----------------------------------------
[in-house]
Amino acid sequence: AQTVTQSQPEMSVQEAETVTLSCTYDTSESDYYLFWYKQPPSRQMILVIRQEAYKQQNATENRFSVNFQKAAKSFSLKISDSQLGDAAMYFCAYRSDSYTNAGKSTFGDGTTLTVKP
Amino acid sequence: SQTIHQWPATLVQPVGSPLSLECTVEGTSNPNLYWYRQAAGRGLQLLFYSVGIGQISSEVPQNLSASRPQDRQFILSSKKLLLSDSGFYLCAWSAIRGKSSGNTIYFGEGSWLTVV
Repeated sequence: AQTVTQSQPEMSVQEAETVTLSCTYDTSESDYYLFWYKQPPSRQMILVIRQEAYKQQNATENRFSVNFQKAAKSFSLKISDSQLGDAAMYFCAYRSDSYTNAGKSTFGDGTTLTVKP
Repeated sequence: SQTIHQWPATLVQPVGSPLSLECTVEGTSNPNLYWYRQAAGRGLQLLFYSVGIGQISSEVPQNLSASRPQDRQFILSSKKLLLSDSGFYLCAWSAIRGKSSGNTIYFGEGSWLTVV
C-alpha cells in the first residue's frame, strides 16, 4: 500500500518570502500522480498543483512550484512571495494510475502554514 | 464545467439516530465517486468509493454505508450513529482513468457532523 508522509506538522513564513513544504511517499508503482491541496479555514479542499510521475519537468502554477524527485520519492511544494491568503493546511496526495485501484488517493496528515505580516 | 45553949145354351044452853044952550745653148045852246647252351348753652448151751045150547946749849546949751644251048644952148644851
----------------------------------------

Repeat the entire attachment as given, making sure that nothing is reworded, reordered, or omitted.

[in-house]
Amino acid sequence: AQTVTQSQPEMSVQEAETVTLSCTYDTSESDYYLFWYKQPPSRQMILVIRQEAYKQQNATENRFSVNFQKAAKSFSLKISDSQLGDAAMYFCAYRSDSYTNAGKSTFGDGTTLTVKP
Amino acid sequence: SQTIHQWPATLVQPVGSPLSLECTVEGTSNPNLYWYRQAAGRGLQLLFYSVGIGQISSEVPQNLSASRPQDRQFILSSKKLLLSDSGFYLCAWSAIRGKSSGNTIYFGEGSWLTVV
Repeated sequence: AQTVTQSQPEMSVQEAETVTLSCTYDTSESDYYLFWYKQPPSRQMILVIRQEAYKQQNATENRFSVNFQKAAKSFSLKISDSQLGDAAMYFCAYRSDSYTNAGKSTFGDGTTLTVKP
Repeated sequence: SQTIHQWPATLVQPVGSPLSLECTVEGTSNPNLYWYRQAAGRGLQLLFYSVGIGQISSEVPQNLSASRPQDRQFILSSKKLLLSDSGFYLCAWSAIRGKSSGNTIYFGEGSWLTVV
C-alpha cells in the first residue's frame, strides 16, 4: 500500500518570502500522480498543483512550484512571495494510475502554514 | 464545467439516530465517486468509493454505508450513529482513468457532523 508522509506538522513564513513544504511517499508503482491541496479555514479542499510521475519537468502554477524527485520519492511544494491568503493546511496526495485501484488517493496528515505580516 | 45553949145354351044452853044952550745653148045852246647252351348753652448151751045150547946749849546949751644251048644952148644851